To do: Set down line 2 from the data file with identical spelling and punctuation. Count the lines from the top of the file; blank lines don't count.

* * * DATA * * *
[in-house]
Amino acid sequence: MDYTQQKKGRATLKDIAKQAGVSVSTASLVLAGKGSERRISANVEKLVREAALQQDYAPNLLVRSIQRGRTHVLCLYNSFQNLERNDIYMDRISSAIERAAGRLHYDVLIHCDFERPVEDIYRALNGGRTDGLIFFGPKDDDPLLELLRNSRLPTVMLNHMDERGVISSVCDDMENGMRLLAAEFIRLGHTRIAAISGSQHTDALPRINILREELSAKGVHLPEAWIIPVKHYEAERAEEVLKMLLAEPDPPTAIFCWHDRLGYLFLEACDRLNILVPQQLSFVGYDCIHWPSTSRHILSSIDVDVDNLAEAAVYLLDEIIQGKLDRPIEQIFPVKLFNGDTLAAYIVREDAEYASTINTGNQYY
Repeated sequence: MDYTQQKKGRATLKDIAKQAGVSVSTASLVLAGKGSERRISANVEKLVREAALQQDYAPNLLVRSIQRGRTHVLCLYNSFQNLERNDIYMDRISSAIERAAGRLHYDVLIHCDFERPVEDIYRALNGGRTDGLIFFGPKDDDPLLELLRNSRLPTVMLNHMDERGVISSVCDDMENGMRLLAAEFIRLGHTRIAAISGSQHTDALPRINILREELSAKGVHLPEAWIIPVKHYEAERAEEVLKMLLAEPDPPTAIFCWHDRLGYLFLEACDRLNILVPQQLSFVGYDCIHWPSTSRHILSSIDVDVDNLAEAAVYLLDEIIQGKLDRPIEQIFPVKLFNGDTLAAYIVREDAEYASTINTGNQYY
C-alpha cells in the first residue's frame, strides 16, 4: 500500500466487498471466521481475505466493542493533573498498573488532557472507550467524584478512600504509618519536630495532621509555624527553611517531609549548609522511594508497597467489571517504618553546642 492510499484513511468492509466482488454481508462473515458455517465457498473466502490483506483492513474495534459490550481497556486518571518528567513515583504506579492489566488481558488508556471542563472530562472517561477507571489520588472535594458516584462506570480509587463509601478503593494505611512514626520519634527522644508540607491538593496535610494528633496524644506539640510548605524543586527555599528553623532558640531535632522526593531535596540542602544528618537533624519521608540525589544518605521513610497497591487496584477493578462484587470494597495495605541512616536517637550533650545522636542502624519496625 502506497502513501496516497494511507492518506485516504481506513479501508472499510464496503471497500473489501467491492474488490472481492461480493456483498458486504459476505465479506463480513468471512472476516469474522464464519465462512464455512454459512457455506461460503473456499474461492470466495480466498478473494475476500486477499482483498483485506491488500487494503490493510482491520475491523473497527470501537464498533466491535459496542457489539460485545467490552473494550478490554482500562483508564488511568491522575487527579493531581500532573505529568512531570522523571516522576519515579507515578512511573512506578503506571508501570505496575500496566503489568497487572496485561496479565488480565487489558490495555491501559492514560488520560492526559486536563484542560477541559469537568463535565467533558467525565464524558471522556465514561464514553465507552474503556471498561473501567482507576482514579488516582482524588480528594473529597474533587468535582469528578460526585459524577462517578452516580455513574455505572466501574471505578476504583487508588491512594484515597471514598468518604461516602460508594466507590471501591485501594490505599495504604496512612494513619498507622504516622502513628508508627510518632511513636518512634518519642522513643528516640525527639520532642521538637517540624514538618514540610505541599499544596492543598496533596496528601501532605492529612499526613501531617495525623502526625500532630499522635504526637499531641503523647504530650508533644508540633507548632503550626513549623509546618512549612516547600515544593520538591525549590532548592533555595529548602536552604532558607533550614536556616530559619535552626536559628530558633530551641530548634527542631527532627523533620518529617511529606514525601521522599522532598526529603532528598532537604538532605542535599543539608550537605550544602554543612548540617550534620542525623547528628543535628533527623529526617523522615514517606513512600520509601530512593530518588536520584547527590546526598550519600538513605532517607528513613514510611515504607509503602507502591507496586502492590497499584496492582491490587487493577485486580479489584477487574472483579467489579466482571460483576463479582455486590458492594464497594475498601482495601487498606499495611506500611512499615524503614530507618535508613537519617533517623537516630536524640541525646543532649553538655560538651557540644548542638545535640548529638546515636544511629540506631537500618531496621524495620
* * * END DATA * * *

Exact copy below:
Amino acid sequence: MDYTQQKKGRATLKDIAKQAGVSVSTASLVLAGKGSERRISANVEKLVREAALQQDYAPNLLVRSIQRGRTHVLCLYNSFQNLERNDIYMDRISSAIERAAGRLHYDVLIHCDFERPVEDIYRALNGGRTDGLIFFGPKDDDPLLELLRNSRLPTVMLNHMDERGVISSVCDDMENGMRLLAAEFIRLGHTRIAAISGSQHTDALPRINILREELSAKGVHLPEAWIIPVKHYEAERAEEVLKMLLAEPDPPTAIFCWHDRLGYLFLEACDRLNILVPQQLSFVGYDCIHWPSTSRHILSSIDVDVDNLAEAAVYLLDEIIQGKLDRPIEQIFPVKLFNGDTLAAYIVREDAEYASTINTGNQYY